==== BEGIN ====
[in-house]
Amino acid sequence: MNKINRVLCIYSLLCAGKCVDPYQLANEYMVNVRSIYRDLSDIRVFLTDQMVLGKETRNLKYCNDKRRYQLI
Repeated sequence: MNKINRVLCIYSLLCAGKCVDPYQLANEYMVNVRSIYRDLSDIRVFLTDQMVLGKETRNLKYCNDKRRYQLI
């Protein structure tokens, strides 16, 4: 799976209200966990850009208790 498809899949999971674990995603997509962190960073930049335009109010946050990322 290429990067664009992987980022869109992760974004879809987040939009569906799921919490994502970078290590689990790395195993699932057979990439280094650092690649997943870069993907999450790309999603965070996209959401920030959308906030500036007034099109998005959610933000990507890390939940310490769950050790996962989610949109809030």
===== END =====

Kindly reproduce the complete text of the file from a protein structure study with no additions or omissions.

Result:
[in-house]
Amino acid sequence: MNKINRVLCIYSLLCAGKCVDPYQLANEYMVNVRSIYRDLSDIRVFLTDQMVLGKETRNLKYCNDKRRYQLI
Repeated sequence: MNKINRVLCIYSLLCAGKCVDPYQLANEYMVNVRSIYRDLSDIRVFLTDQMVLGKETRNLKYCNDKRRYQLI
């Protein structure tokens, strides 16, 4: 799976209200966990850009208790 498809899949999971674990995603997509962190960073930049335009109010946050990322 290429990067664009992987980022869109992760974004879809987040939009569906799921919490994502970078290590689990790395195993699932057979990439280094650092690649997943870069993907999450790309999603965070996209959401920030959308906030500036007034099109998005959610933000990507890390939940310490769950050790996962989610949109809030």